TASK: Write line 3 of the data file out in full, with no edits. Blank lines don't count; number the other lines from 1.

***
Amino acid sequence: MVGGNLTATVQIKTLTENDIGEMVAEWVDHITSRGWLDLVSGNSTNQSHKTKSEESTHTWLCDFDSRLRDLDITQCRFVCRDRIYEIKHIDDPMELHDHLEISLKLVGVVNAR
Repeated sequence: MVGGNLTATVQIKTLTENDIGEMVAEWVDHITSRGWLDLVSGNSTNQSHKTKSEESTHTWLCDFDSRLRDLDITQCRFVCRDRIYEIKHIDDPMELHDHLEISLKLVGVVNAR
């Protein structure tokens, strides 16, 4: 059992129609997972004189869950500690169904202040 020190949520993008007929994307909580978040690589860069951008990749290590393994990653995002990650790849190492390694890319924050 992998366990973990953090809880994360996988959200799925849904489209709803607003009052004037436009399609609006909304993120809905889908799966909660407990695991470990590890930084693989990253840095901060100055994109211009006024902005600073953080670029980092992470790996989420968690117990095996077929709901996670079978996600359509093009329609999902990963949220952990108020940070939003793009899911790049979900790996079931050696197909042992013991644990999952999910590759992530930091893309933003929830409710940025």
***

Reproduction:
């Protein structure tokens, strides 16, 4: 059992129609997972004189869950500690169904202040 020190949520993008007929994307909580978040690589860069951008990749290590393994990653995002990650790849190492390694890319924050 992998366990973990953090809880994360996988959200799925849904489209709803607003009052004037436009399609609006909304993120809905889908799966909660407990695991470990590890930084693989990253840095901060100055994109211009006024902005600073953080670029980092992470790996989420968690117990095996077929709901996670079978996600359509093009329609999902990963949220952990108020940070939003793009899911790049979900790996079931050696197909042992013991644990999952999910590759992530930091893309933003929830409710940025």